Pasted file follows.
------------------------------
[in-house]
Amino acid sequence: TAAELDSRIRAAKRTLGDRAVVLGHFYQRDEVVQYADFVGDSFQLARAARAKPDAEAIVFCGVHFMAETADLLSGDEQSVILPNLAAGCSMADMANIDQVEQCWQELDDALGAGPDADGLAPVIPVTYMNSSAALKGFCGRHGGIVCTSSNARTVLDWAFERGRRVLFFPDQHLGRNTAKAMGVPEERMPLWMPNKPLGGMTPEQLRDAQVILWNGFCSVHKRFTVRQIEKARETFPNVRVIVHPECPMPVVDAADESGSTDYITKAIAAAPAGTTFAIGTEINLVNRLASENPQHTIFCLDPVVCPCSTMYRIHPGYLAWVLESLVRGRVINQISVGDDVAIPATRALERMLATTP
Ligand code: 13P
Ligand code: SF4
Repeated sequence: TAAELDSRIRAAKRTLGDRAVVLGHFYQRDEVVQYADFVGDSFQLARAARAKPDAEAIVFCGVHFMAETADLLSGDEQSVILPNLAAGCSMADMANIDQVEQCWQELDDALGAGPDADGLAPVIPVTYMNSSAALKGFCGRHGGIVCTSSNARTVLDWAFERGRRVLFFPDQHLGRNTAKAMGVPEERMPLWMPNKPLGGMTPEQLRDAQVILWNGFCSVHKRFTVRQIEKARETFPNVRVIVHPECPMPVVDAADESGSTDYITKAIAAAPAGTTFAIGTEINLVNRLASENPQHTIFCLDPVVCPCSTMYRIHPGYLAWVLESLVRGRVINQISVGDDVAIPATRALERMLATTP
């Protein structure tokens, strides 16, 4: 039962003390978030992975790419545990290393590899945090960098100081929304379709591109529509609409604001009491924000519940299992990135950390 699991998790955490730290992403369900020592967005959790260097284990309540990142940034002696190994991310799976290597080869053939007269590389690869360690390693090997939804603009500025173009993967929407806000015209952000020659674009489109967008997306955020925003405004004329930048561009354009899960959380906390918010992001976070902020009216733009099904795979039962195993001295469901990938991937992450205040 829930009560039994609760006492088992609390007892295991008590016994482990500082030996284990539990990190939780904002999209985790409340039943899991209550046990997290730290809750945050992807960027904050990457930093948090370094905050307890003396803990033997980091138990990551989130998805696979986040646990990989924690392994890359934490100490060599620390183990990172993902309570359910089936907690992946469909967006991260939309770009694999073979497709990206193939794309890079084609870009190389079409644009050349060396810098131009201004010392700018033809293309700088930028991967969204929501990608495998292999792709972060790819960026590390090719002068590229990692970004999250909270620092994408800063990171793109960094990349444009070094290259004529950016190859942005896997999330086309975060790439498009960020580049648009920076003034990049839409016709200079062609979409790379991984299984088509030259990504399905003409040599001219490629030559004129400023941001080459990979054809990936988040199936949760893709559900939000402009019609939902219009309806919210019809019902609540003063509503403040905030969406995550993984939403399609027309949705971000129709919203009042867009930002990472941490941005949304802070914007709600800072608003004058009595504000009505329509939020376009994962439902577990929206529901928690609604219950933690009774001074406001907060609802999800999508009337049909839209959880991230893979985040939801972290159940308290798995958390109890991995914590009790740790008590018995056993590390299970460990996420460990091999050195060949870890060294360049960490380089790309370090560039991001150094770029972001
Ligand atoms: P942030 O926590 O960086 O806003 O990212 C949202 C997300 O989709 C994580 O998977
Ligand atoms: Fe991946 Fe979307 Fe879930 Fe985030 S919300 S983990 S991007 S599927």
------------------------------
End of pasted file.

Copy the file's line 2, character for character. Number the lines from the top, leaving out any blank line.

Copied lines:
Amino acid sequence: TAAELDSRIRAAKRTLGDRAVVLGHFYQRDEVVQYADFVGDSFQLARAARAKPDAEAIVFCGVHFMAETADLLSGDEQSVILPNLAAGCSMADMANIDQVEQCWQELDDALGAGPDADGLAPVIPVTYMNSSAALKGFCGRHGGIVCTSSNARTVLDWAFERGRRVLFFPDQHLGRNTAKAMGVPEERMPLWMPNKPLGGMTPEQLRDAQVILWNGFCSVHKRFTVRQIEKARETFPNVRVIVHPECPMPVVDAADESGSTDYITKAIAAAPAGTTFAIGTEINLVNRLASENPQHTIFCLDPVVCPCSTMYRIHPGYLAWVLESLVRGRVINQISVGDDVAIPATRALERMLATTP